Be aware, the Nobby Nic has had multiple updates over the years that greatly improve their performance. Also, be aware, Schwalbes tend to measure true to size or larger (changed with the 2021 casings, now smaller), WTB pretty accurate, Maxxis under, and Vittoria from under to over depending on the tire.
 

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always licking the glass
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You're in Colorado now. Are the trails there like the ones here?

What's the issue with Ardents?
The Ardent knobs are so flimsy they fold over really easy. If you're digging the Nobby Nic, they're a great tire. I run them here during the wet season as a rear tire. The Magic Mary/Nobby Nic are great here when it's it's wet (so winter/spring I run them)--dry, not so much. I run Assagais in the summer/fall (front and rear on my long travel bike), and DHF front and rear on my short travel bike.

if I was back in the Bay Area, I'd probably still be riding DHF front and Dissector rear. They make a nice combo here, but I was getting to the point that I was going to give up riding if I stayed in the Bay Area because I just couldn't breathe.

There's a bunch of new tires that have come out in the past 10 years, but everyone is pretty much 27.5 and 29 now that I don't think much is getting released for 26 that's new. So you know, it's been hard to find parts for 26 last year, and I donated a boxload of 26 tubes to my LBS because DJs use them, and now there's more older bikes coming back into service after last year. Same with the 9 and 10 speed stuff--definitely harder to find.

Trails here vary: CO is basically one giant rock, and there are some plains here that are more like the Cupertino type soil, the rocky janky trails that I don't particularly enjoy right now, sh!tty litter like Ft. Ord (it's more decomposed granite, but it's super loose and a lot like riding at Ft. Ord at 7-9k), some forests, some high desert, a few bike parks, and the high country riding. Then if you want to ride in the snow, you can do that too.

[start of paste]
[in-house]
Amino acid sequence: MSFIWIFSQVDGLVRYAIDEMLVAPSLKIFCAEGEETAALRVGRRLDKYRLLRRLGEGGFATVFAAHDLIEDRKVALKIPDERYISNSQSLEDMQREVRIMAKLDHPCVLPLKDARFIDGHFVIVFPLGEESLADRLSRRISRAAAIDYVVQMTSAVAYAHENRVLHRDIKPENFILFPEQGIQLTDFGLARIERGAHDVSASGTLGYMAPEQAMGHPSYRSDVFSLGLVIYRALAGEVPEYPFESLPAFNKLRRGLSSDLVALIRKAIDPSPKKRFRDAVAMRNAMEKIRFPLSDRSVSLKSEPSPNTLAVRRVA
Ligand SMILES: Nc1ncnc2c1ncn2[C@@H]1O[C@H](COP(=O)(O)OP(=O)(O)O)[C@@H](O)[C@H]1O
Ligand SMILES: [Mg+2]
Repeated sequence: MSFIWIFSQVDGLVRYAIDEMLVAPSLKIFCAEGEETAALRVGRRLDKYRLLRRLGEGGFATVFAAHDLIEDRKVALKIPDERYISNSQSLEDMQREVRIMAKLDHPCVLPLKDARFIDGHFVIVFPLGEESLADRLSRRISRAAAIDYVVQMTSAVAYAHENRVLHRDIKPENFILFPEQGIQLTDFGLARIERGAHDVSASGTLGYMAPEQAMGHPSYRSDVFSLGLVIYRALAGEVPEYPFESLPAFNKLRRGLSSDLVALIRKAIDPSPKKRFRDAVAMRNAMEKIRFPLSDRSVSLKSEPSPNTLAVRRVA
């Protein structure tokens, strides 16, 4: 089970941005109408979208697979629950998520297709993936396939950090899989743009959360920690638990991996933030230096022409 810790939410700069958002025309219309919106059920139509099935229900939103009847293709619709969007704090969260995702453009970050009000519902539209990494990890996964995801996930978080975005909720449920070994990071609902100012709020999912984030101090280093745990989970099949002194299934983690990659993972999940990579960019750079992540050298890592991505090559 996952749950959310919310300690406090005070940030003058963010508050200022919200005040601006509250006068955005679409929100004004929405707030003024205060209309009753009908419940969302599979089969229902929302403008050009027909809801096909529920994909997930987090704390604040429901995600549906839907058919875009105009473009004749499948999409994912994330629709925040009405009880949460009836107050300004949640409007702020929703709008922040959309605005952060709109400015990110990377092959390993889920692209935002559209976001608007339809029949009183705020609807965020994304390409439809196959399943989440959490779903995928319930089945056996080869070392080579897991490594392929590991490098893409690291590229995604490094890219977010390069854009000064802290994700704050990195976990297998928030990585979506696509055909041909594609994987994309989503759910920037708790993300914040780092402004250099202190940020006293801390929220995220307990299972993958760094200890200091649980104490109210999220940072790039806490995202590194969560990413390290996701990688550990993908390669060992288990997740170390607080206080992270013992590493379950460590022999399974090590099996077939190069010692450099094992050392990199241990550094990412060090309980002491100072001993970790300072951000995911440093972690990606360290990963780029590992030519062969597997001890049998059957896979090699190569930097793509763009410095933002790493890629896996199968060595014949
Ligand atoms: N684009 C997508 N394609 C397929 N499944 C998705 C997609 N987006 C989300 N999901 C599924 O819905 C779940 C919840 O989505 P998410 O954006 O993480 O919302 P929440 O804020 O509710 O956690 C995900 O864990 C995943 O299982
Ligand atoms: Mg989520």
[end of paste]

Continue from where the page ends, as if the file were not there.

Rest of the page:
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always licking the glass
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Ardents are great, until they let go with no warning and land you on the ground. Supposedly they are only still made becomes some manufactures spec them OEM. The Forekaster, and Rekon varients are far better tires, but not available in 26.

Be aware, the Nobby Nic has had multiple updates over the years that greatly improve their performance. Also, be aware, Schwalbes tend to measure true to size or larger (changed with the 2021 casings, now smaller), WTB pretty accurate, Maxxis under, and Vittoria from under to over depending on the tire.
Ardents scare me. I ran a 2.4 in the front and a 2.2 in the rear for two rides. The second ride I got slammed to the ground on Saratoga Gap with the vague spot in the channel. Good times.

Also, the Supertrail is a really hard compound--I want to say it feels harder than a Maxxis DC. I'm not sure how awesome that is in the dry in the Bay Area, but it definitely exciting here when everything got dry.

Specialized I think still makes tires for 26. Might be worth checking out too.